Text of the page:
ON ONE shelf of the bookshop it will be called The Girl on the Ferryboat. On another, An Nighean air an Aiseag.
Scotland will play host to a literary first later this month with the simultaneous publication of a novel in both English and Gaelic.
The novel, written by the Scottish writer and poet Angus Peter Campbell – Aonghas Phadraig Caimbeul in the Gaelic version – will be published by Luath Press in two separate editions, each with a different cover.
It is believed to be the first time an author has written a work of fiction in both languages at the same time, as well as the first time both an English and Gaelic version of a novel have been published on the same day.
Campbell, who in the past has written fiction in both languages, said the writing process had been unusual and intricate.
“I wrote them both simultaneously in the sense that I would write bits in one language then either do the same again – but differently – in the other language, or write a bit in one language then move on to write the next bit in the other language,” he said.
“Like a jigsaw or a zig-zag, one field of language would often then open up a surprising and unexpected gate into the other language. I think that in itself provided a dynamism which was very interesting.”
The novel tells the story of a young man and woman who pass each other on the stairs of a ferryboat as it sails through the Sound of Mull. Though they only brush against each other as they pass, neither of them have forgotten the moment, and almost 50 years later, they meet again.
Campbell, who is based on the Isle of Skye and last year saw his poetry collection Aibisidh named Scottish Poetry Book of the Year, said that writing simultaneously in two languages also presented unique difficulties.
He said that his biggest challenge was “making sure that nothing was a mere wooden translation from one language to the other.”
He added: “It’s extremely difficult to retain a sense of absolute authenticity. The effort and work was always not to deaden it.”
Gaelic fiction has become increasingly popular in recent years. Earlier this year saw the publication of the first science fiction novel in Gaelic, Air Cuan Dubh Drilseach by the American-born writer Tim Armstrong, who now lives on Skye and works at the Gaelic college Sabhal Mor Ostaig. Meanwhile, there was the publication in 2010 of a debut collection of stories by Alison Lang, a Gaelic learner who lives in Edinburgh, and who was shortlisted for the Saltire Society First Book of the Year award.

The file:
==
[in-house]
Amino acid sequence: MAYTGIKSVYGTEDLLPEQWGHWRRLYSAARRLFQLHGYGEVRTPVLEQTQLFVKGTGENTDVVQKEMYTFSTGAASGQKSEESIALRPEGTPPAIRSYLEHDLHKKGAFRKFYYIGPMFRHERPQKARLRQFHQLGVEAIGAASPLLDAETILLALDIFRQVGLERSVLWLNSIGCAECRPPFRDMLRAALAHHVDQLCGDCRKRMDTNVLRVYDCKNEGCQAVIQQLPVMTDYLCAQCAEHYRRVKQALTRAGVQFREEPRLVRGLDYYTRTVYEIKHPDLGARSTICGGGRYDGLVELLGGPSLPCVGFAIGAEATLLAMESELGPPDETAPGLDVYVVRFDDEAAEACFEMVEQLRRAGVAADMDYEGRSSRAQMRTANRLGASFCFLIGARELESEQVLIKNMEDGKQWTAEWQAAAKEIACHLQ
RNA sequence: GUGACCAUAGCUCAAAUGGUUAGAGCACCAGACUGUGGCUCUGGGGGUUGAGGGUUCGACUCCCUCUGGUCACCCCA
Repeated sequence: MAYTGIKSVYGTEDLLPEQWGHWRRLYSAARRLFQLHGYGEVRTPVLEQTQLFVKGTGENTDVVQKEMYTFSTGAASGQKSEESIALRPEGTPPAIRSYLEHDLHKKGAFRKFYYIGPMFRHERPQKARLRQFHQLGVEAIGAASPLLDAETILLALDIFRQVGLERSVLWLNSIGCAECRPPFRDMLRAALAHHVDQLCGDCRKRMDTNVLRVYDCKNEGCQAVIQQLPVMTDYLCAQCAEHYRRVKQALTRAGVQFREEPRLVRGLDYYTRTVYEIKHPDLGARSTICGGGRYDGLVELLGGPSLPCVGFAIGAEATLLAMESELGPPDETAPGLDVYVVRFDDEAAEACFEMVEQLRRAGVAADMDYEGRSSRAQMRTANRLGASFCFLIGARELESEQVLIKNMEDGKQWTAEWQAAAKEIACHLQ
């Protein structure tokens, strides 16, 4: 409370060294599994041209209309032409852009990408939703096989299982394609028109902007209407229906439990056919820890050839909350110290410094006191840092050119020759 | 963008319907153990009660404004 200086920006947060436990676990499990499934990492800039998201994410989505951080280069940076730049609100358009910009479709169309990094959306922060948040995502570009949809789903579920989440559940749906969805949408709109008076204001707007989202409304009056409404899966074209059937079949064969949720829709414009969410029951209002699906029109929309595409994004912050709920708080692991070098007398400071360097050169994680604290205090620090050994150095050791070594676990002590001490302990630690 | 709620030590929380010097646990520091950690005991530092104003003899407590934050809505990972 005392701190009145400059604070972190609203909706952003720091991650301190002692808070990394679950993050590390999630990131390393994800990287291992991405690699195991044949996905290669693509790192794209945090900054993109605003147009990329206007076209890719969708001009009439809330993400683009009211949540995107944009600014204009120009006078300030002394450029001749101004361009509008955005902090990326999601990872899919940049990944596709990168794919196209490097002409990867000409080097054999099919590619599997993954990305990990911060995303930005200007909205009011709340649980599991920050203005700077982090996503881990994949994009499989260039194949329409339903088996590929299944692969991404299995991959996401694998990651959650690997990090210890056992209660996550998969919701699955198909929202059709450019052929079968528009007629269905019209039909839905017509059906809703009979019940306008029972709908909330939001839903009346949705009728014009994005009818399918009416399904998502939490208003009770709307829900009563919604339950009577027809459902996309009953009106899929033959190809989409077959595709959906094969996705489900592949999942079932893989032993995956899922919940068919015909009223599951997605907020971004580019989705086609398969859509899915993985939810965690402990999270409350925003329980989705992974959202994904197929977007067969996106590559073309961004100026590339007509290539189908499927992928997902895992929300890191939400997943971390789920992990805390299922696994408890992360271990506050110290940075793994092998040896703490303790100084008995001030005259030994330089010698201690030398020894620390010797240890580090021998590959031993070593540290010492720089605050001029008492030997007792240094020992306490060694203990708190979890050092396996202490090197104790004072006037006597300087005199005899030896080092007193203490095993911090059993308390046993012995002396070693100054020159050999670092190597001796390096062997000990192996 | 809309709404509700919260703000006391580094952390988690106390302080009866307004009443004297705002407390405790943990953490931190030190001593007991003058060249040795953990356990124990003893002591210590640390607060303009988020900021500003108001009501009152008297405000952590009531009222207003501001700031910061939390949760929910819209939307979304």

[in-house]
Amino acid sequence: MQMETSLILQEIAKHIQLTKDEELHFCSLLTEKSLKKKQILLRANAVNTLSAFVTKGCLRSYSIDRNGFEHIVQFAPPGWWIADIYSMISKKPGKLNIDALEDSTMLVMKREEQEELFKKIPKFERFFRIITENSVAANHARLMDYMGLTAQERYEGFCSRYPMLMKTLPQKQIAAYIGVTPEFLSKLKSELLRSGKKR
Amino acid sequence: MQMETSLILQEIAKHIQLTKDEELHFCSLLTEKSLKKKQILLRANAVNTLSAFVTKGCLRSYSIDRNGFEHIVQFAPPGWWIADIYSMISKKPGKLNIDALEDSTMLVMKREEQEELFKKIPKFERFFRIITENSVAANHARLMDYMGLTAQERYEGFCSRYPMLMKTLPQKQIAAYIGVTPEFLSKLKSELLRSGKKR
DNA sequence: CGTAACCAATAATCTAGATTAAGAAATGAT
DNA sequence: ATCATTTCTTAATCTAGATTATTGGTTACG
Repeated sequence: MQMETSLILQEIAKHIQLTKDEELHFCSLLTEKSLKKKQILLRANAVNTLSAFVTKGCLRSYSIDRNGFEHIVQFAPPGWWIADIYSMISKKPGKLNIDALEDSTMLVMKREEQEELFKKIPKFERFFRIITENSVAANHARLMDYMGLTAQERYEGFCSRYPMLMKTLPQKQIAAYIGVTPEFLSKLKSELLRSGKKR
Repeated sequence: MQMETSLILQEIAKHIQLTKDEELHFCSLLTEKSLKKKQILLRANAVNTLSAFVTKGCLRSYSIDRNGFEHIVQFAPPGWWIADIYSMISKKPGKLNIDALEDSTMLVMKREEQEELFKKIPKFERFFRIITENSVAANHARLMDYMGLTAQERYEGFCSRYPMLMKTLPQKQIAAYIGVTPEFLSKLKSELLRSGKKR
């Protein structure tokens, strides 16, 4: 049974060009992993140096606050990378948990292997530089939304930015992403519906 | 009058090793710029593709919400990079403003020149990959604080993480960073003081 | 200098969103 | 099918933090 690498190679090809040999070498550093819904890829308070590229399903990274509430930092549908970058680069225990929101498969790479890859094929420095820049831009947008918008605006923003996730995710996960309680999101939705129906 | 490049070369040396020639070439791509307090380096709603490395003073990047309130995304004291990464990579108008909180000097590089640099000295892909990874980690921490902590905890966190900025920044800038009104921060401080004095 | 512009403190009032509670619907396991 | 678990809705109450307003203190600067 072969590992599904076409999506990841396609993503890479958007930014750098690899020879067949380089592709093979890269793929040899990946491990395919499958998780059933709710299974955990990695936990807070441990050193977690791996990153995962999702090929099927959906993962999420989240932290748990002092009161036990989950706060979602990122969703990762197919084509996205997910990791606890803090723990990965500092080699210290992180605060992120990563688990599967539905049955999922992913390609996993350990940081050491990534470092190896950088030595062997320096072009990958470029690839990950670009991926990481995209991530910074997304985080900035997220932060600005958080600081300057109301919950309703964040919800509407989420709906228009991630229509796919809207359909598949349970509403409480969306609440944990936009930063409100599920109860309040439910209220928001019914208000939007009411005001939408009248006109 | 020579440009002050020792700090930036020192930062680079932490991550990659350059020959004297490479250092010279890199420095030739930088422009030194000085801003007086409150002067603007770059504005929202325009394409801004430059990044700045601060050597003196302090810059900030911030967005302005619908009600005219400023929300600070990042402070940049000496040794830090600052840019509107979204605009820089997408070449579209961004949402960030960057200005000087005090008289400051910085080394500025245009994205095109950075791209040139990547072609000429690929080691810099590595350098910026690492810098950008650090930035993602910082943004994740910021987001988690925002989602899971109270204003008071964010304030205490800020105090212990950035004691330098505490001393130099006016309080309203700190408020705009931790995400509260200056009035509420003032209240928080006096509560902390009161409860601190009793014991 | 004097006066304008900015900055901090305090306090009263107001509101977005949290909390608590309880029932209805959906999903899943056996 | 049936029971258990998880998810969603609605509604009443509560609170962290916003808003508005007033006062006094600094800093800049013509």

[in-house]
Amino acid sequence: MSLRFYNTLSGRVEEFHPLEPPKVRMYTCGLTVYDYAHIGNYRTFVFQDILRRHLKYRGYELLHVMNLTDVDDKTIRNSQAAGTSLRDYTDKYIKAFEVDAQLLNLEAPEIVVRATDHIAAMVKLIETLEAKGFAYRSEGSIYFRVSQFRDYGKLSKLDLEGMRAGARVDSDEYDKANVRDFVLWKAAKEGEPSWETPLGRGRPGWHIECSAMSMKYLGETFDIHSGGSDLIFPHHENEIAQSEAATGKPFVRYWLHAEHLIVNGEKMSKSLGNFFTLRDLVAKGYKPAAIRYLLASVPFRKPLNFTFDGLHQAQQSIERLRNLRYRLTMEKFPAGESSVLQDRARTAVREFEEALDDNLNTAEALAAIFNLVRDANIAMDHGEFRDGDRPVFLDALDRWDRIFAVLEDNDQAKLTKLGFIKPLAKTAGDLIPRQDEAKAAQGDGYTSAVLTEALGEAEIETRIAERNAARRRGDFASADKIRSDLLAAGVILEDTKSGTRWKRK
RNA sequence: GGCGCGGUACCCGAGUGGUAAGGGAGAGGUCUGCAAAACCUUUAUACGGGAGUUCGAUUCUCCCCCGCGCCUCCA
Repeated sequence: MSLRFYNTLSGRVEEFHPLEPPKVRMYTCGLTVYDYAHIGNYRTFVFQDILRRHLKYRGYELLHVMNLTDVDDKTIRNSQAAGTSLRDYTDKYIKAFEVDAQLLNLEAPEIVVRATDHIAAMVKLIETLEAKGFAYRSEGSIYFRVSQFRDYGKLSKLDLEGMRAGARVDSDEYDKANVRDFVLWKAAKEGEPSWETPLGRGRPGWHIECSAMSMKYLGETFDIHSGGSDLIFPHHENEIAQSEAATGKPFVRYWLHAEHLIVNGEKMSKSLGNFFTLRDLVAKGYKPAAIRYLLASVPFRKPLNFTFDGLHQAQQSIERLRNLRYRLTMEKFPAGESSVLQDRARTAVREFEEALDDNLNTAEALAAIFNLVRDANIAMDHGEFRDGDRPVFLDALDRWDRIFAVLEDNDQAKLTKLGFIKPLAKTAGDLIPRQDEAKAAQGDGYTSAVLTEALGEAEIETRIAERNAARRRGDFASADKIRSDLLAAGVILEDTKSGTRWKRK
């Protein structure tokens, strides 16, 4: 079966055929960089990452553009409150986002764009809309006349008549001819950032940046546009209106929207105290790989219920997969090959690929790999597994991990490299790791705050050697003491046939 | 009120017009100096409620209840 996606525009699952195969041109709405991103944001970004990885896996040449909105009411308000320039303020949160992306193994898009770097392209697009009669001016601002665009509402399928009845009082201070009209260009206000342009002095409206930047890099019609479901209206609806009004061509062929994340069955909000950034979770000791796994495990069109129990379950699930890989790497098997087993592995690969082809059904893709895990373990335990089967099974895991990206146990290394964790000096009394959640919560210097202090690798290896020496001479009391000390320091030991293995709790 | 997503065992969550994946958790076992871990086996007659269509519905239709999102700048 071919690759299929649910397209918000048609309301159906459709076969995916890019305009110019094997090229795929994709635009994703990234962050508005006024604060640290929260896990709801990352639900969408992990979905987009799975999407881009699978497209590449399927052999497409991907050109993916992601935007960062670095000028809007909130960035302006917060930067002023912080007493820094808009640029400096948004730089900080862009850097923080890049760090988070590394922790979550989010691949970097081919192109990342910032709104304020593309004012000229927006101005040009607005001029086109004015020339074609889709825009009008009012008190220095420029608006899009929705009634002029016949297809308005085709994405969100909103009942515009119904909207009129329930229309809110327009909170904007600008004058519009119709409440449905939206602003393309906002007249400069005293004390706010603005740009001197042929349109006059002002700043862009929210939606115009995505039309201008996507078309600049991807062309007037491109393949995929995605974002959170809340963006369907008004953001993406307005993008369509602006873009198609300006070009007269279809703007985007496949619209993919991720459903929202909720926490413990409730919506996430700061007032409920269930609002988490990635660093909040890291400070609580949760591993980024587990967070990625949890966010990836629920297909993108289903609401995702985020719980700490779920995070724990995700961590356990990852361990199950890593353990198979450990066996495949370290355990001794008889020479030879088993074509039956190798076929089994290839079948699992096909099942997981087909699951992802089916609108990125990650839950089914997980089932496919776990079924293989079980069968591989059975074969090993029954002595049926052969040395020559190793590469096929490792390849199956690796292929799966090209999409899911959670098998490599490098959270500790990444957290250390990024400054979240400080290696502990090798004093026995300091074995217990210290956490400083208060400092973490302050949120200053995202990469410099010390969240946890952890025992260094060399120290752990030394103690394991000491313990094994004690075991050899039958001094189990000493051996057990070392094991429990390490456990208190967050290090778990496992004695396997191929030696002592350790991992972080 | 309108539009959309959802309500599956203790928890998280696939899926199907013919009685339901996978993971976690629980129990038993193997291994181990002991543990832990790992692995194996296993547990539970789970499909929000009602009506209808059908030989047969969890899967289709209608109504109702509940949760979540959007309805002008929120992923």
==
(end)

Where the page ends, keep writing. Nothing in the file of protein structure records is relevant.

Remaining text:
John Storey, head of literature and publishing at the Gaelic Book Council, said: “There has been a quiet revolution in Gaelic fiction over the last ten to 15 years.
“In addition to established authors such as Angus Peter, there is a new generation of Gaelic fiction writers coming through – both from native and learner backgrounds – producing exciting new work and exploring a range of diverse subjects, themes and writing styles.”
Storey said that the publication also showed the publishers were taking the medium of Gaelic fiction more seriously than in the past.
“This is a brave and positive step from Luath Press,” he said. “They have received no external funding for publishing the novel. Luath’s commitment reflects an increasing openness towards Gaelic fiction from mainstream publishers, and demonstrates the rising prominence of Gaelic fiction.”
Gavin MacDougall, director of Luath Press, said: “We had discussions in the past about doing something like this and this time we decided to just go ahead and do it. We might be foolish and mad but it seems to make sense and everyone we’ve spoken to has been delighted that we’re doing it.”
Campbell, who also works as an actor and recently finished filming the Katie Morag series in Lewis for CBeebies, based on the children’s books by Mairi Hedderwick, said that he hoped the book would be used as a learning tool by those studying Gaelic.
“If you’re fluent in Gaelic and English I think as a reader you would find it quite interesting to read both, and hopefully for Gaelic learners it will be very useful to be able to read from both one and the other.
But he added: “There are pitfalls however, literal lines where one does not bear resemblance to another in the different languages.”
Campbell said that he hoped the publication would be seen positively. “As Gaels we are all now totally bilingual, and that should be considered as a tremendous advantage. It gives us an extra dimension through which to view the world and also gives us a wider choice as to how to express ourselves,” he said.
“That freedom of choice seems to me to be the norm in most parts of the world, though at times it seems as if bilingualism is seen as some kind of fetter or narrow hindrance here.”